^ Potter (1999), pp. 223–224.
^ a b Potter (1999), p. 303.
^ a b c Humphrey, pp. 1–3.
^ Edmondson, p. 112.
^ Dyson, pp. 237, 239.
^ Edmondson, pp. 73–74, 106
^ Auguet, p. 54
^ McClelland, John (2007) Body and Mind: Sport in Europe from the
Empire to the Renaissance. Routledge. p. 67.
^ Dyson, pp. 238–239
^ a b Gagarin, p. 85
^ Humphrey, p. 461
^ McClelland, John (2007) Body and Mind: Sport in Europe from the
Empire to the Renaissance. Routledge. p. 61.
^ Thomas Wiedemann, Emperors and Gladiators (Routledge, 1992, 1995),
^ Humphrey, pp. 459, 461, 512, 630–631
^ Dyson, p. 237
^ Dyson, p. 238.
^ Potter (1999), p. 296
^ a b Dyson, pp. 238–239.
^ Humphrey, p. 238
^ Potter (1999), p. 299.
^ Humphrey, pp. 18–21
^ Gagarin, p. 84.
^ Auguet, pp. 131–132
^ Potter (1999), p. 237.
^ Auguet, p. 144
^ Dickie, Matthew (2001) Magic and Magicians in the Greco-Roman World.
Routledge. pp. 282–287
^ Eva D'Ambra, "Racing with Death: Circus Sarcophagi and the
Commemoration of Children in Roman Italy" in Constructions of
Childhood in Ancient Greece and Italy (American School of Classical
Studies at Athens, 2007), pp. 348–349
^ Rüpke, p. 289.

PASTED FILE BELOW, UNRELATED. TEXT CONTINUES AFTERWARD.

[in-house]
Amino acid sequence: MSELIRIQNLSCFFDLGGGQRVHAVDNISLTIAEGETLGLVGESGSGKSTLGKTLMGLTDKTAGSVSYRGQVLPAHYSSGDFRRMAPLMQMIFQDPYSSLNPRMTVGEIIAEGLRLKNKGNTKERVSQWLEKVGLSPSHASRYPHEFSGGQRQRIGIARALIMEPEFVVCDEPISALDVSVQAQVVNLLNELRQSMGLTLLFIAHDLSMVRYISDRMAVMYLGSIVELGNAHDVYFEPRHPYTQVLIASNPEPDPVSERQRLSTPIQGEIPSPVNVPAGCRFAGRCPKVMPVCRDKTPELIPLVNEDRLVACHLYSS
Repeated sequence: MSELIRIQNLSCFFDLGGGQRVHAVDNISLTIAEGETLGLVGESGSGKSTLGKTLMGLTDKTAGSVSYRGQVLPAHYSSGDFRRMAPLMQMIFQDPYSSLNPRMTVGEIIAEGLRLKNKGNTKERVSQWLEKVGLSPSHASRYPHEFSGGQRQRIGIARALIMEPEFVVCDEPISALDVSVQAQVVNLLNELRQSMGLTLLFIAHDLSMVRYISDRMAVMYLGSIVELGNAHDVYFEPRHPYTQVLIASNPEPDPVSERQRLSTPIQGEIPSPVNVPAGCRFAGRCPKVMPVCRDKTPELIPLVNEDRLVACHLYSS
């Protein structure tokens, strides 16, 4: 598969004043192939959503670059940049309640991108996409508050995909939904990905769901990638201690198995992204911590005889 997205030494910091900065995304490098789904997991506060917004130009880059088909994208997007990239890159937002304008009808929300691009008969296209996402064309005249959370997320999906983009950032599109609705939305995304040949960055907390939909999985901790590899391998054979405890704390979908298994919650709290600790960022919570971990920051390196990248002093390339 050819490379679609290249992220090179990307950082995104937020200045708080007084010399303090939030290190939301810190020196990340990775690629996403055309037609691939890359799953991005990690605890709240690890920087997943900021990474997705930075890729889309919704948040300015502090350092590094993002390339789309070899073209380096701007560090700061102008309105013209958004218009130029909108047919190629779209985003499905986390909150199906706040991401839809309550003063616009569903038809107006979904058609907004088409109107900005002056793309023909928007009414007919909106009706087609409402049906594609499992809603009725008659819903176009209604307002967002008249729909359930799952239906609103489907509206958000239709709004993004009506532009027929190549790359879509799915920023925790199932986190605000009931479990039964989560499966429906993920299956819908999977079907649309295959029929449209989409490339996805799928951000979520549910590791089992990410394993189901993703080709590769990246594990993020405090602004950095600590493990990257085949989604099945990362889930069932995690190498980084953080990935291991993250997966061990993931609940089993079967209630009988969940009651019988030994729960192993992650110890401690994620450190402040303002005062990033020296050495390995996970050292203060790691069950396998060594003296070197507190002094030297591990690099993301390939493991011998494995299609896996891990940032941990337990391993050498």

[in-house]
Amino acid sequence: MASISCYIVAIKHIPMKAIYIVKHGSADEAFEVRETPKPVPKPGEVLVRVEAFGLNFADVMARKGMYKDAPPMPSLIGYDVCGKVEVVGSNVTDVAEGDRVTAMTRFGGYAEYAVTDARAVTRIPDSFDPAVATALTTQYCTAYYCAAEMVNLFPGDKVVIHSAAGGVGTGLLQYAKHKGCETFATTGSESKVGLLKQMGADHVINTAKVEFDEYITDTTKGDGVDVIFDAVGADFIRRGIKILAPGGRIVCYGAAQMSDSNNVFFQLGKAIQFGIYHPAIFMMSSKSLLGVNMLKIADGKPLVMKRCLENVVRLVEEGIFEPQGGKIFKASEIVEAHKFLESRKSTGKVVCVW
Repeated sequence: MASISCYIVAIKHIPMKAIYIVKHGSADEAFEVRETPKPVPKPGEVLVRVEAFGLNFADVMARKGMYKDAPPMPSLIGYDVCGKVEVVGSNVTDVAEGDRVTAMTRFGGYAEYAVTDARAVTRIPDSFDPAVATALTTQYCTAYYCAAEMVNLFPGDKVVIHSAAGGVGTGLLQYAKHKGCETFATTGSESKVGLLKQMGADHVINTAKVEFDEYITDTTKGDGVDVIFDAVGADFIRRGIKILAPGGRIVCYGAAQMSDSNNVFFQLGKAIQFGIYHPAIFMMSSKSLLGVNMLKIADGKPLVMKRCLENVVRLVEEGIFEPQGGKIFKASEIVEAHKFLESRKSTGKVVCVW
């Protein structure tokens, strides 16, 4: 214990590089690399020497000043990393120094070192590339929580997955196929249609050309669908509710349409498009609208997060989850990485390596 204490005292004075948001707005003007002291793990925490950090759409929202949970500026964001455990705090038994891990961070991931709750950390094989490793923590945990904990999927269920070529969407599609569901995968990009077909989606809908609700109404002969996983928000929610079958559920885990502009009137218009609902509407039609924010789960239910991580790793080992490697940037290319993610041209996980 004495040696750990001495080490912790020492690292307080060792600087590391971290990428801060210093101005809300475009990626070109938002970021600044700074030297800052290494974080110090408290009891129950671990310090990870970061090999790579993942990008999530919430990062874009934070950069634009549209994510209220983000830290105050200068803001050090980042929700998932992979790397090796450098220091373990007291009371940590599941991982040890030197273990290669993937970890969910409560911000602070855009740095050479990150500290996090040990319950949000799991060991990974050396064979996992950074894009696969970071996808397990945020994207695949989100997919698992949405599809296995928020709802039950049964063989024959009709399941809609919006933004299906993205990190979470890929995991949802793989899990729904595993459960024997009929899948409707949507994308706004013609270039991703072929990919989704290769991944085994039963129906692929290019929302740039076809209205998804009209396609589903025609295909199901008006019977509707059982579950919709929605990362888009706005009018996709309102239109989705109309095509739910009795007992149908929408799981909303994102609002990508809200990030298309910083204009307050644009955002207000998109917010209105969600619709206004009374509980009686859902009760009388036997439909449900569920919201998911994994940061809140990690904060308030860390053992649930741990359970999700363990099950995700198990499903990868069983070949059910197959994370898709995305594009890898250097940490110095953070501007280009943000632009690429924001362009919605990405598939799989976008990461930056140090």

^ Potter (2009), p. 354
^ a b Edwards, p. 59
^ a b Potter (1999), p. 305.
^ Cassio Dio 54.2.2;
Res Gestae Divi Augusti
Res Gestae Divi Augusti 22.1, 3
^ Edwards, p. 49
^ Edmondson, p. 70.
Cassius Dio 66.25
^ a b Edwards, p. 55
^ Edwards, p. 49.
^ Edwards, p. 50.
^ Potter (1999), p. 307
^ McClelland, Body and Mind, p. 66, citing also Marcus Junkelmann.
^ Edmondson, p. 73.
^ Tertullian, De spectaculis 12
^ Edwards, pp. 59–60
^ Potter (1999), p. 224.
^ McDonald, Marianne and Walton, J. Michael (2007) Introduction to The
Cambridge Companion to Greek and Roman Theatre. Cambridge University
Press. p. 8.
^ Kyle, Donald G. (1998) Spectacles of Death in Ancient Rome.
Routledge. p. 81
^ Edwards, p. 63.
^ Edwards, p. 52.
^ Edwards, pp. 66–67, 72.
^ Edwards, p. 212.
^ Bowersock, G.W. (1995) Martyrdom and Rome. Cambridge University
Press. pp. 25–26
^ Cavallo, p. 79
^ Huber-Rebenich, Gerlinde (1999) "Hagiographic Fiction as
Latin Fiction: The
Latin Novel in Context.
Routlege. pp. 158–178
^ Llewelyn, S.R. and Nobbs, A.M. (2002) "The Earliest Dated Reference
to Sunday in the Papyri," in New Documents Illustrating Early
Christianity. Wm. B. Eerdmans. p. 109
^ Hildebrandt, Henrik (2006) "Early